With Cartier’s massive resurgence from the auction block to celebrity wrists, rectangular cool is back. And the same goes for the flippable magic of Jaeger-LeCoultre’s Reverso. With the wide selection of Cartier and the JLC Reverso range, a big choice is yours for taking within the ranks of the two dominant brands. But look deeper, and you’ll find alternative rectangular chic from unexpected brands like Oris and Longines, with value for money as a common denominator.

With Tanks starting at less than €3,000 and the new cool Française on the market, there is much to choose from for Cartier lovers. The equally revered Reverso has risen in price, even if its colorful new look is still tempting. What about the rest? I’ve found some good alternatives to French chic and flip-cool in a wide budget range, proving a great alternative to circular wristwear. And their Art Deco style goes with a lot more than your seldom-used suits too, you can be sure of that.

Girard-Perregaux Vintage 1945 Earth To Sky

Girard-Perregaux Vintage 1945 Earth to Sky

This is the super-quirky version of the longstanding rectangular Girard-Perregaux Vintage 1945 range, and I love it. Its curvature is not as dramatic as a Tank Cintrée, but it is visibly rounded. Art Deco looks are transformed into a futurist vision in blue with a titanium DLC case and a polycrystalline dial. We are used to these materials and colors in larger sports watches. However, seeing them in the formal, rectangular context of this GP is refreshing. Popping off the midnight-infused dial is a double-digit date window at 12 o’clock. Twin date wheels, visible through a haze of blue, display the underlying engineering behind this, while a moonphase indicator resides at 6 o’clock. With a width of 35.25mm and 36.10mm length, the 11.74 thickness feels slimmer thanks to the wrist-hugging design. A GP03300 in-house self-winder with a 46-hour reserve powers the Vintage 1945 Earth to Sky for €22,600.

Alternative Rectangular Chic

Longines DolceVita

Longines has a position within the Swatch Group as the progenitor of Swiss midrange cool. The brand has some solid hits, but a deeper catalog reveals a lot more than the Spirit and retro Heritage lines. The DolceVita series is a Longines mainstay and a great alternative in the elegance stakes. They come in a variety of designs, but this is my sharp fave. Pure Art Deco style is evident in the tiered 28.2 × 47mm case, and the beige and silver sector dial is an architectural delight. Even the small date window seems in its place, framed while bisected by a razor-sharp crosshair. A 1920s-feeling railroad outer track frames the dial, while brightly heat-blued sword hands have a small, early 20th-century feel. With a solid L592 Longines caliber inside, I consider this DolceVita a great alternative to the Reverso for just €1,950.

Oris Rectangular

I will admit to being completely hit by the surprise factor of this Oris reference, especially its cheeky selection of colors. It seems that Oris, the purveyor of vintage-inspired divers like our own Fratello collab, sensed a trend. As a distinct juxtaposition to the modern, high-tech Aquis, the Rectangular rides the wave of rectangular cool created by blue and green Reverso Tributes. But it does so with a distinct Oris flavor and, like the Longines DolceVita, good value for money to boot. With the Sellita-based Oris caliber 561 inside, the case is a sweet-sized 25.5 × 38mm, and I’d go for the deep Bordeaux red version.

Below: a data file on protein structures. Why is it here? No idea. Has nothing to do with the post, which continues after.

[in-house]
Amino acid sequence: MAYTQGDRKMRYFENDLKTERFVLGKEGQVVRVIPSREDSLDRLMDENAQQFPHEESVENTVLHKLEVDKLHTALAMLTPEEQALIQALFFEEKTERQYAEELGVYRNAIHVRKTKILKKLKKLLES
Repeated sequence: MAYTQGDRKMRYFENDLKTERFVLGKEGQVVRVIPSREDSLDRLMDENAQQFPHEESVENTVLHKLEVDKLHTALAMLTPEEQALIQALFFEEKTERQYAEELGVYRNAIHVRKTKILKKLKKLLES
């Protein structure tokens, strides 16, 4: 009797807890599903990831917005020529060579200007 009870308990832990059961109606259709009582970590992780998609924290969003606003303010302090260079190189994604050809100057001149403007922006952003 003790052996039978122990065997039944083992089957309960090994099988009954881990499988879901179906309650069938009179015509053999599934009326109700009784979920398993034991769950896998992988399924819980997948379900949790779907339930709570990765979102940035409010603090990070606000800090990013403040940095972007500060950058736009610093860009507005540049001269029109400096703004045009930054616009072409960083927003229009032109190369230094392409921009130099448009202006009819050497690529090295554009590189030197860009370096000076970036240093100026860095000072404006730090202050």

The stepped case sides give an architectural nod to Art Deco with a low-profile crown and a color-matched seamless strap. A delightfully busy dial has an inner and outer railroad track, the inner one punctuated by lume plots for the hours, while the sword hands are balanced in their length. I enjoy the fact that Oris acknowledges the practicalities of everyday life with a liberal dab of Super-LumiNova in the quite sporty handset. This is formal cool with fresh color, and a balanced dial right down to the date at six. That’s a lot for €2,050.

Lorier Zephyr

Is the Zephyr an oddball in this story? Maybe, and that’s probably why I enjoy its sharp, curved-side shape so much. There is a bold streak in New York-based Lorier, a brand I’ve had three watches from myself. The husband and wife behind it have captured the vintage zeitgeist with their 36mm Falcon, and the 39mm Neptune diver keeps selling out quickly with each drop. The slim Zephyr is very different and more than a completion piece in a Lorier fan’s collection. While there are three colors, I’d pick the stone-cold classic white guilloché version with its super-sleek 31× 42 × 8mm case. You’ll get two straps to choose from, and the triangular hands complement the curvy cushion case to a tee. With this inspired design, downplayed elegance, automatic Miyota 9029, and a seven-layer internal ARcoating on the sapphire crystal, US$499 is good value.

Casio A100WE-7B

I know, this seems like an odd choice here. But this Casio fits three important criteria, offering a different (octagonal) take on the rectangular. The case of this chromed resin Casio is elegantly thin, and at 32.7 × 40.7mm, the size of the A100WE-7B is similar to a Cartier. So what’s missing? Well, it’s got no hands, bubba, but does that matter? With football (soccer, man) stars like Robert Lewandowski wearing Casio with a tux, could this actually be a viable option? At a silly €59.90, it might seem too cheap, and it is. But the laissez-faire attitude it conveys while being superbly legible makes the Casio A100WE-7B a heck of a watch. A sleek steel bracelet makes the 9.2mm-thin octagonal shape softly comfortable too. And the featherweight total of 53 grams? Well, that speaks for itself.

Are you still circular-centered, Fratelli, or did this leave you open to suggestions for angular wristwear of the rather dressy kind? Let us know in the comments.

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